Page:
Quickly making watch posts on my website

I was reading about how Cathie LeBlanc sometimes felt overwhelmed about logging the movies she’d recently seen:

I have to be better about posting my movie “reviews” more quickly. I get overwhelmed thinking that I need to write something about the movie when really the whole point of me doing these reviews is just to record what movies I’ve seen. So this month, I’m writing very little about each of these viewings.

I always had this problem too and finding quick and easy ways of posting them before I forgot became part of the solution. I’m not sure I’ve fully documented what I’ve been doing, but it’s slowly changed over time, so I thought I’d take a moment to write down some of the faster methods I use or have used.

One can always use the WordPress mobile posting app, bookmarklets in conjunction with Post Kinds, or even posting via email, but it usually takes a few minutes and can distract from conversations and family/friends when they’re around. Generally I’m looking to immediately capture the title of the film/tv show, the date/time stamp, and maybe the location. Later on, when I’ve got a few extra minutes, I’ll come back and optionally add details/context like poster art, cast, crew, etc. and a mini review with a rating. The method you use will depend on what kind of display you want and how much detail you’d like. At the end of the day, do what works best for you.

Checkin Method

I’m a relatively avid user of the Swarm app (fka Foursquare), so I’ll often take a photo of the movie poster, ticket, theater/other while I’m at the theater and then quickly checkin on my phone. Swarm typically has some interface to indicate which movie I’m seeing when I check into movie theaters. Otherwise it’s pretty easy to manually type things in while I’m waiting for the show to start. Once the movie is over I can discretely can go back to the checkin and add a few quick comments and a rating without disturbing the rest of the party, otherwise I’ll revisit it later.

To get this all on my website I’ve set up the Micropub plugin and configured OwnYourSwarm (for public/private posting–you choose), and the service takes care of posting all the data for me as a checkin so that I don’t forget. In the end it’s usually less than 10 seconds, and I’ve got the data I need as it happens.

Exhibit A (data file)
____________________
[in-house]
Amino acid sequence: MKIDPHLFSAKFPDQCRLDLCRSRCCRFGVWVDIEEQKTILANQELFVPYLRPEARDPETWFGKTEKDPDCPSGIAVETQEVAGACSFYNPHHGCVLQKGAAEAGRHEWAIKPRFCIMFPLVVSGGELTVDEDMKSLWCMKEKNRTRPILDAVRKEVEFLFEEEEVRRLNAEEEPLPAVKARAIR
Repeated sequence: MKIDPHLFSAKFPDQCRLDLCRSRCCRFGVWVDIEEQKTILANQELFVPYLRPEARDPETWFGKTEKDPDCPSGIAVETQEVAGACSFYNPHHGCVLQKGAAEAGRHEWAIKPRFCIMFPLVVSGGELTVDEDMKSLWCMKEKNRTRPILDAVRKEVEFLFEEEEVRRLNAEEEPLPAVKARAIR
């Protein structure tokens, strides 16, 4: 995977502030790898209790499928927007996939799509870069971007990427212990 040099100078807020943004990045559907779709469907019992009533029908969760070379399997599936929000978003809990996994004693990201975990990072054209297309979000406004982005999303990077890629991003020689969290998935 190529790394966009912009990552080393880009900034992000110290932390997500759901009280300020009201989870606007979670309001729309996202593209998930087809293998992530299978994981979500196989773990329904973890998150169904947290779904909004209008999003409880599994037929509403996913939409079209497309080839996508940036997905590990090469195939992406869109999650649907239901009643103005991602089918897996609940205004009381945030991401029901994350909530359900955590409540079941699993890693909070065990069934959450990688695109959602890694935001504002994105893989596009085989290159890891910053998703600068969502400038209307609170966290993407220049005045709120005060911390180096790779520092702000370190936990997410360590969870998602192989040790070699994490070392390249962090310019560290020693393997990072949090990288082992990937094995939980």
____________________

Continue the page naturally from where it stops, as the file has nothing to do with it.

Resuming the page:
Traditional PESOS watch method using IFTTT

This alternate PESOS method can be done using popular services like IMDb.com or Letterboxd.com and relies on using RSS feeds from them to pipe content to my site using IFTTT.com. (Other silo services may be able to do this as well.) Most often I send the URLs of movies/tv shows of what I watch from IMDb to my Reading.am account which has an RSS feed to trigger IFTTT.com that, in turn, creates a draft post on my website. (If only IMDB.com had a usable RSS feed, I could skip the Reading.am account. Typically I’ll search for the movie on IMDb, share that from my browser to may email client and email it to a custom Reading.am email address that autoposts it to my Reading.am account.) Later I can peek in on it, add a mini-review and rating if I like, and publish publicly or not. Letterboxd can be used similarly, but it has the added benefit of having a rating system built in so it can send that data as well.

Hopefully they’ll resolve with a logged in account, so here are the two IFTTT.com recipes I’m using as reference:

(If you can’t access the recipes to recreate your own, let me know, and I’ll manually delineate all the relevant settings.)

Both methods will work without it, but I’m also using the Post Kinds plugin to create explicit watch posts which have a nice contextual presentation which I kind of like. It also has the ability to parse URLs to create the context quickly, so if you put in an IMDb or Letterboxd URL, it will fetch artwork, cast, description, etc. automatically and there’s no need to cut/paste.

Examples

To get some idea, here are some interesting examples of these methods.

If others have better/faster methods, I’d love to hear them or see them documented. Perhaps one day someone (or maybe even IMDb or Letterboxd) will build a custom Micropub client specifically for watch posts (something akin to Teacup for food/drink or Indiebookclub for reading) that will automatically poll the data related to a film/television title and post it to one’s site?

Quickly making watch posts on my website was originally published on Chris Aldrich

It’s threads/comments like these that make me think that using Micropub clients like Quill that allow quick and easy posting on one’s own website are so powerful. Sadly, even in a domains-centric world in which people do have their own “thought spaces“, the ease-of-use of tools like Twitter are still winning out. I suspect it’s the result of people not knowing about alternate means of quickly writing out these ideas and syndicating them to services like Twitter for additional distribution while still owning them on spaces they own and control.

I know that Greg McVerry, Aaron Davis, and I (among others) often use our websites/commonplace books for quick posts (and sometimes syndicate them to Twitter for others’ sake). We then later come back to them (and the resultant comments) and turn them into more fully fleshed out thoughts and create longer essays, articles, or blogposts like Jessica Chretien eventually did on her own website.